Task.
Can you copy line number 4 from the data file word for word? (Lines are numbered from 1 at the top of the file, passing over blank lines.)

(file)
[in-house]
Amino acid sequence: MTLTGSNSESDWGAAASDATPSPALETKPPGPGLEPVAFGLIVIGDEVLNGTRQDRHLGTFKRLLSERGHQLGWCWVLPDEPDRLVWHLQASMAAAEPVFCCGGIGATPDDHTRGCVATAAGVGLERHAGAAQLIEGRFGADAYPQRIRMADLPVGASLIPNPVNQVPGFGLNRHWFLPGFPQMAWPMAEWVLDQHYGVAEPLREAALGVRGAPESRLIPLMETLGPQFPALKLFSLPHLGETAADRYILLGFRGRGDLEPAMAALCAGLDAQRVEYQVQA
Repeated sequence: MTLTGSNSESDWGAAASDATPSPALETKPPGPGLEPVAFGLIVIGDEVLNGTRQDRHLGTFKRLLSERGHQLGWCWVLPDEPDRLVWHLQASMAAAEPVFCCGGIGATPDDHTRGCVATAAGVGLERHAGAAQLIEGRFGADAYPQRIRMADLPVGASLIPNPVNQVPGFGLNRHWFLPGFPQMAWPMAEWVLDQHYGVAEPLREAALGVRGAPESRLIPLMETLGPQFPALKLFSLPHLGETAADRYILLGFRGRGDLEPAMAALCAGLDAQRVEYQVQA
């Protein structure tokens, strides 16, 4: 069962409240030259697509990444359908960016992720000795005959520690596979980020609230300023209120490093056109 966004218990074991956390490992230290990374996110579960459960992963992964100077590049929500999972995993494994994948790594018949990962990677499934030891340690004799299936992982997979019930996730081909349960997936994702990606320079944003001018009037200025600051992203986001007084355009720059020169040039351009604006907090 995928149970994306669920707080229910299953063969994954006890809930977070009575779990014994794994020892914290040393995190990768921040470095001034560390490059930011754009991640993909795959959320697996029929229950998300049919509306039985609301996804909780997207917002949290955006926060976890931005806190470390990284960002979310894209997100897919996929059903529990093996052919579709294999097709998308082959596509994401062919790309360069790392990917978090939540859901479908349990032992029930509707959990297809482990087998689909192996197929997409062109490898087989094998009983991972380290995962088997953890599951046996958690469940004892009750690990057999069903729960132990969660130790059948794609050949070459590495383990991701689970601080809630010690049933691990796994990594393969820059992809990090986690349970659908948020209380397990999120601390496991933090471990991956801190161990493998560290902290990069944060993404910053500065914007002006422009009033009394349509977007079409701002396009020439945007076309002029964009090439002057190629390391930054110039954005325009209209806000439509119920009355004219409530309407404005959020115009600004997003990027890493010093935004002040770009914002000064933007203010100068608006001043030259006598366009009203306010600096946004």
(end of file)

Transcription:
């Protein structure tokens, strides 16, 4: 069962409240030259697509990444359908960016992720000795005959520690596979980020609230300023209120490093056109 966004218990074991956390490992230290990374996110579960459960992963992964100077590049929500999972995993494994994948790594018949990962990677499934030891340690004799299936992982997979019930996730081909349960997936994702990606320079944003001018009037200025600051992203986001007084355009720059020169040039351009604006907090 995928149970994306669920707080229910299953063969994954006890809930977070009575779990014994794994020892914290040393995190990768921040470095001034560390490059930011754009991640993909795959959320697996029929229950998300049919509306039985609301996804909780997207917002949290955006926060976890931005806190470390990284960002979310894209997100897919996929059903529990093996052919579709294999097709998308082959596509994401062919790309360069790392990917978090939540859901479908349990032992029930509707959990297809482990087998689909192996197929997409062109490898087989094998009983991972380290995962088997953890599951046996958690469940004892009750690990057999069903729960132990969660130790059948794609050949070459590495383990991701689970601080809630010690049933691990796994990594393969820059992809990090986690349970659908948020209380397990999120601390496991933090471990991956801190161990493998560290902290990069944060993404910053500065914007002006422009009033009394349509977007079409701002396009020439945007076309002029964009090439002057190629390391930054110039954005325009209209806000439509119920009355004219409530309407404005959020115009600004997003990027890493010093935004002040770009914002000064933007203010100068608006001043030259006598366009009203306010600096946004």